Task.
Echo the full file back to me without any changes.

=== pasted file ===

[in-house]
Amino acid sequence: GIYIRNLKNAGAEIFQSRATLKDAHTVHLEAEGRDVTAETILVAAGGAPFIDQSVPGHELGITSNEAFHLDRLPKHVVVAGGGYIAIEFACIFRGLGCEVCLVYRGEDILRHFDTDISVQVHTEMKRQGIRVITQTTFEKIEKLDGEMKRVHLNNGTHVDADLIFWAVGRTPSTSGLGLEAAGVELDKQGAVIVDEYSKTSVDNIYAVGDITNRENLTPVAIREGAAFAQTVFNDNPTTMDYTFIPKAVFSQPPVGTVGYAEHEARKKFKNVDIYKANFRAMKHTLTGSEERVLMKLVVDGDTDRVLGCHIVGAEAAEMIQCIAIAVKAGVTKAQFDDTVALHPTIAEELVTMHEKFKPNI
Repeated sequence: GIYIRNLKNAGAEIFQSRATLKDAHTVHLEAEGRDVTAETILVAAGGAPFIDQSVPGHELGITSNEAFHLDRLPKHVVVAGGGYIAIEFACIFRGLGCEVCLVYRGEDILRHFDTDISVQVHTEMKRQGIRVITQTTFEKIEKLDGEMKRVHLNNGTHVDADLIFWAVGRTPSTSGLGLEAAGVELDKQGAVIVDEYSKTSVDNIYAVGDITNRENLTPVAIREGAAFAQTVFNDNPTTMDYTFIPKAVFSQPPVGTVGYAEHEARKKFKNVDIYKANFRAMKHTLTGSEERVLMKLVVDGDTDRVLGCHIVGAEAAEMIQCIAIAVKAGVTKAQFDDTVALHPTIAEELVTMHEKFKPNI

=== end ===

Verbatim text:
[in-house]
Amino acid sequence: GIYIRNLKNAGAEIFQSRATLKDAHTVHLEAEGRDVTAETILVAAGGAPFIDQSVPGHELGITSNEAFHLDRLPKHVVVAGGGYIAIEFACIFRGLGCEVCLVYRGEDILRHFDTDISVQVHTEMKRQGIRVITQTTFEKIEKLDGEMKRVHLNNGTHVDADLIFWAVGRTPSTSGLGLEAAGVELDKQGAVIVDEYSKTSVDNIYAVGDITNRENLTPVAIREGAAFAQTVFNDNPTTMDYTFIPKAVFSQPPVGTVGYAEHEARKKFKNVDIYKANFRAMKHTLTGSEERVLMKLVVDGDTDRVLGCHIVGAEAAEMIQCIAIAVKAGVTKAQFDDTVALHPTIAEELVTMHEKFKPNI
Repeated sequence: GIYIRNLKNAGAEIFQSRATLKDAHTVHLEAEGRDVTAETILVAAGGAPFIDQSVPGHELGITSNEAFHLDRLPKHVVVAGGGYIAIEFACIFRGLGCEVCLVYRGEDILRHFDTDISVQVHTEMKRQGIRVITQTTFEKIEKLDGEMKRVHLNNGTHVDADLIFWAVGRTPSTSGLGLEAAGVELDKQGAVIVDEYSKTSVDNIYAVGDITNRENLTPVAIREGAAFAQTVFNDNPTTMDYTFIPKAVFSQPPVGTVGYAEHEARKKFKNVDIYKANFRAMKHTLTGSEERVLMKLVVDGDTDRVLGCHIVGAEAAEMIQCIAIAVKAGVTKAQFDDTVALHPTIAEELVTMHEKFKPNI